Indigenous women continue to be overrepresented in Canadian prisons; research demonstrates how their overincarceration and often extensive experiences of victimization are interconnected with and through ongoing processes of colonization. This text navigates the issues in sentencing by examining related discourses in selected judgments from a review of 175 decisions.
This book closes a gap in decolonizing intersectional and comparative research by addressing issues around the mass incarceration of Indigenous women in the US, Australia, Canada, and Aotearoa New Zealand. It illuminates how settler-colonial societies continue to deny many Indigenous peoples the life relatively free from state interference which most citizens enjoy. It also explores the tools of activism and resistance that Indigenous peoples use to resist neo-colonial marginalisation tactics to decolonise their lives and communities.
This book examines four prominent movements: the long-standing conflict involving the Algonquins of Barriere Lake, the struggle against the Northern Gateway Pipelines, the Idle No More movement and the anti-fracking protests surrounding the Elsipogtog First Nation.
The horrors of the Indian residential schools are by now well-known historical facts, and they have certainly found purchase in the Canadian consciousness in recent years. The history of violence and the struggles of survivors for redress resulted in the Truth and Reconciliation Commission, which chronicled the harms inflicted by the residential schools and explored ways to address the resulting social fallouts. One of those fallouts is the crisis of Indigenous over-incarceration. While the residential school system may not be the only harmful process of colonization that fuels Indigenous over-incarceration, it is arguably the most critical factor. It is likely that the residential school system forms an important part of the background of almost every Indigenous person who ends up incarcerated, even those who did not attend the schools. The legacy of harm caused by the schools is a vivid and crucial link between Canadian colonialism and Indigenous over-incarceration. Reconciliation and Indigenous Justice provides an account of the ongoing ties between the enduring trauma caused by the residential schools and Indigenous over-incarceration.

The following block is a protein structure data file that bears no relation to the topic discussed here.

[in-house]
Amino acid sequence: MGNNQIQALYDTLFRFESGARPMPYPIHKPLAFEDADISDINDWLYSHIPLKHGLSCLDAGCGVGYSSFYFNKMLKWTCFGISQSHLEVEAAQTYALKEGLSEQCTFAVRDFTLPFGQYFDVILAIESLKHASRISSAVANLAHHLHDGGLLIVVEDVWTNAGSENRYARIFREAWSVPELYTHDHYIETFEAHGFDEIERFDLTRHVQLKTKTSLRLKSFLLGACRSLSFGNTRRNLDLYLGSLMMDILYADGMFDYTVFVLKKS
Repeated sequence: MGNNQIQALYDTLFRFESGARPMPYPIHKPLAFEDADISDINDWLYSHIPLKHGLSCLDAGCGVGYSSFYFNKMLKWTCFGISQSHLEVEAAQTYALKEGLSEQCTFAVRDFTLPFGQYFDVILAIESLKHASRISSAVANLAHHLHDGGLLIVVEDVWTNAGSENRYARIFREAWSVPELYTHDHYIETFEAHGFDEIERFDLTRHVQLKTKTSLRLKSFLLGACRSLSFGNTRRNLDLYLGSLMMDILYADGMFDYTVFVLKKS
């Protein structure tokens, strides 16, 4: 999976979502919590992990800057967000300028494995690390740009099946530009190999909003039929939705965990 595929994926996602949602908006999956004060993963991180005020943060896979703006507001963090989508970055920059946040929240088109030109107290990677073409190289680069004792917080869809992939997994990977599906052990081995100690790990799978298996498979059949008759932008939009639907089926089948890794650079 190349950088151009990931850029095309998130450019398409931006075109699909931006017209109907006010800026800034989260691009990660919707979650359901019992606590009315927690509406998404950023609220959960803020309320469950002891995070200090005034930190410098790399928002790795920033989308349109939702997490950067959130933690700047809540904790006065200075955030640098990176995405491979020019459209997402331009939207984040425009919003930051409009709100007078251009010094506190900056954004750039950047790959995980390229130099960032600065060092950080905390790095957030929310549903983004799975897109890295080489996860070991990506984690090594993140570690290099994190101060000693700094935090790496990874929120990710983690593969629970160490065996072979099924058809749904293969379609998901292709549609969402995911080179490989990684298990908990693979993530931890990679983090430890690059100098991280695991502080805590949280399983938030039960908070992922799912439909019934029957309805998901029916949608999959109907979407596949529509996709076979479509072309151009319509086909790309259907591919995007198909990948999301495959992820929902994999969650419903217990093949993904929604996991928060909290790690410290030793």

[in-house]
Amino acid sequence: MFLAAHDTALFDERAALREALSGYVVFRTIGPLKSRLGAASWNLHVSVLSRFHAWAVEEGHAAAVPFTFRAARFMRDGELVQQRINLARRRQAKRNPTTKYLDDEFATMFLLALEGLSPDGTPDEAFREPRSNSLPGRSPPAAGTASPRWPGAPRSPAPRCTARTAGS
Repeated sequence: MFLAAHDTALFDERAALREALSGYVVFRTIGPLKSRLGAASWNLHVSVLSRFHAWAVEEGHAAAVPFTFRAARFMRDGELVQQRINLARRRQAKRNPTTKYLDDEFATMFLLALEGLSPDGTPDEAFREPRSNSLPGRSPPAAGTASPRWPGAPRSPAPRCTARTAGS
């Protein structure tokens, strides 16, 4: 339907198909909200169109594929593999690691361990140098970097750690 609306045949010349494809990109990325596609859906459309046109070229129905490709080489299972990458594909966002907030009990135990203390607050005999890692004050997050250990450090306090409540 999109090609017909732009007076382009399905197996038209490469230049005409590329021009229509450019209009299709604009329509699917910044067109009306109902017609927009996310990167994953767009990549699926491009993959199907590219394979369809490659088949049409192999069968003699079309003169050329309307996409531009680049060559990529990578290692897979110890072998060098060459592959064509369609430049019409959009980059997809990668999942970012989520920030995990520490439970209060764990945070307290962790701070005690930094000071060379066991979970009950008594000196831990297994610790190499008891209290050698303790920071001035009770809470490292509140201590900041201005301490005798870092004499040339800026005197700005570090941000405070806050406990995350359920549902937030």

Written by CLASSIC and published by the Indigenous Law Centre, this Handbook is meant to increase awareness about community and government resources across Saskatchewan that provide rehabilitative alternatives to custodial sentences, particularly for Indigenous peoples. The manual includes information about addictions and mental health services, alternative measures and extrajudicial sanctions, counselling services, anger management and other programming. CLASSIC hopes the handbook will assist defence counsel in pointing to the applicability of Gladue principles while identifying alternative, rehabilitative programming for their clients. The manual may also assist judges, probation officers and parole officers in the identification of government and community-based services for individuals in conflict with the law. The ultimate aim of the manual is to reduce the representation of Indigenous people in the criminal justice system by providing viable programming alternatives that address criminogenic factors and promote healing in the lives of Indigenous people, their families and communities.